Nikola Tesla died alone in a hotel room on January 7, 1943. He had been living as recluse for years although his reputation as a brilliant scientist and his grandiose claims had kept him in the public eye. With more than 700 patents to his name, enough people took him seriously for a rather lengthy FBI file to be compiled on Tesla and his claims.; Within hours of Tesla's death, the various papers and files in his suite were confiscated by the Alien Property Custodian (this despite the fact that Tesla was a U.S. citizen) and stored in a warehouse.
The (largely)declassified FBI file makes for fascinating reading. The first part of the file deals with Tesla's attempts to interest the U.S. government in his teleforce weapon as well as various news clippings in which he described his "death ray for planes" as well as outlining his conditions for working for the military (he demanded total autonomy and "no interference from experts"). The main bulk of the file deals with the aftermath of Tesla's death when the representatives of the Alien Property Custodian and the Yugoslavian Consulate entered Tesla's hotel room and removed the contents of his safe. After verifying that all articles removed were placed in a local warehouse (along with more than thirty barrels of material belonging to Telsa that had already been stored there), Tesla's papers became the focus of a major squabble over who would have access. Much of the later controversy over Tesla's papers seems to stem from that legal battle.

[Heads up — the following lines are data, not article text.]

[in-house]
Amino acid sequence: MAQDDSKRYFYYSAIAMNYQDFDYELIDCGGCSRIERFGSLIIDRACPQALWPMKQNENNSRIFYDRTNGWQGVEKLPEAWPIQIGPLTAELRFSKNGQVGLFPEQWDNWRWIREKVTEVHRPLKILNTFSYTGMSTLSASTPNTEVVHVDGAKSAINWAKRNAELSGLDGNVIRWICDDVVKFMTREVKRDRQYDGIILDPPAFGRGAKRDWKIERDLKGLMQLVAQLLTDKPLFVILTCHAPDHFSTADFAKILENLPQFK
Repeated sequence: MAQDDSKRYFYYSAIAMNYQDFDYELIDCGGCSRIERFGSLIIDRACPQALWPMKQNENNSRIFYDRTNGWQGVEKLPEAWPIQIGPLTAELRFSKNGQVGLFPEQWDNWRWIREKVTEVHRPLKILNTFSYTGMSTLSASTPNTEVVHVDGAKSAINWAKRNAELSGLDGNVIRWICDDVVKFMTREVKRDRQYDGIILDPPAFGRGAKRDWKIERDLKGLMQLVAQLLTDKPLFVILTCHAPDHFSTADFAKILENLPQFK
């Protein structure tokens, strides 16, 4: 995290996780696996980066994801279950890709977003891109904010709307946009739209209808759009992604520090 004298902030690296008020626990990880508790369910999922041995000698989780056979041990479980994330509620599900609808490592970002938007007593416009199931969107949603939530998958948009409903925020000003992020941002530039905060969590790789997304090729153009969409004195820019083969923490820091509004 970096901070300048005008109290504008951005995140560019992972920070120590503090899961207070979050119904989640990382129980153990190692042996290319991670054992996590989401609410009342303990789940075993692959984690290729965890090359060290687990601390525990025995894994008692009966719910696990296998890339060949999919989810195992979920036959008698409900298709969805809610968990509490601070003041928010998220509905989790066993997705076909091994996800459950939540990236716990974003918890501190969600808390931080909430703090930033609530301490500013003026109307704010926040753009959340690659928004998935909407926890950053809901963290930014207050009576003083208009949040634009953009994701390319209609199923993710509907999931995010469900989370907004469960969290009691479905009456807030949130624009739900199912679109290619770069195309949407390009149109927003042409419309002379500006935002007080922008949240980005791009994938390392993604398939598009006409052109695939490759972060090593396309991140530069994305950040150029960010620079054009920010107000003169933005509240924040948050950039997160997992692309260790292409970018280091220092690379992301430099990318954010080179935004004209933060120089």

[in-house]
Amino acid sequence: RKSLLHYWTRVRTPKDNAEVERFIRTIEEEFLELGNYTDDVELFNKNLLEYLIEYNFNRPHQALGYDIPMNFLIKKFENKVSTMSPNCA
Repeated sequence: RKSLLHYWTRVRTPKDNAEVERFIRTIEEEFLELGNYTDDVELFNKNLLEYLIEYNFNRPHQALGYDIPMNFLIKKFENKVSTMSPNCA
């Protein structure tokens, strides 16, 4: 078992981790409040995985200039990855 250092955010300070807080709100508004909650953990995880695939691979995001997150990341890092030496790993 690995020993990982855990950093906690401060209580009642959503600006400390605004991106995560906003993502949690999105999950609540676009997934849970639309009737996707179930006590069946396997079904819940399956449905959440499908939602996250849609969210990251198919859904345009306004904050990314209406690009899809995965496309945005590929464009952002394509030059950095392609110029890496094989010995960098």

There were fears that a distant relative whom Tesla had "intensively disliked" might gain access to the Tesla papers and make them available to "the enemy" (the U.S. had already entered WWII by that time) and members of the Military Intelligence Division expressed "vital interest" as well. The Bureau denied taking any direct action and left disposal of the papers to the Alien Property Custodian. That didn't stop allegations of a conspiracy springing up over the Tesla papers and the presumed scientific advances that would result from them. The rest of Tesla's FBI file consists of various denials that the FBI had anything to do with the Tesla papers and official responses to the polite (and not-so polite) requests for information from concerned sources. John Jacob O'Neill probably didn't help matters when he published the first full-length biography of Tesla in 1944. Titled The Prodigal Genius, the book accused FBI agents of confiscating many of Tesla's papers after his death and likely launched the conspiracy theory. The book was specifically referenced in many of the letters that the FBI received
After a lengthy struggle by Tesla's family and the Yugoslavian government, most of the papers were eventually released and are now part of the Nikola Tesla museum in Belgrade. Aside from his legitimate scientific achievements, Nikola Tesla has been the focus of numerous pseudoscientific claims regarding death rays, UFOs, and other spectacular applications that were supposedly developed in secret by government agencies after the Tesla papers were taken. The fact that nothing of the sort seems to have materialized in the decades since Tesla's death has done little to lessen the conspiracy theories.
Mad scientists are always popular.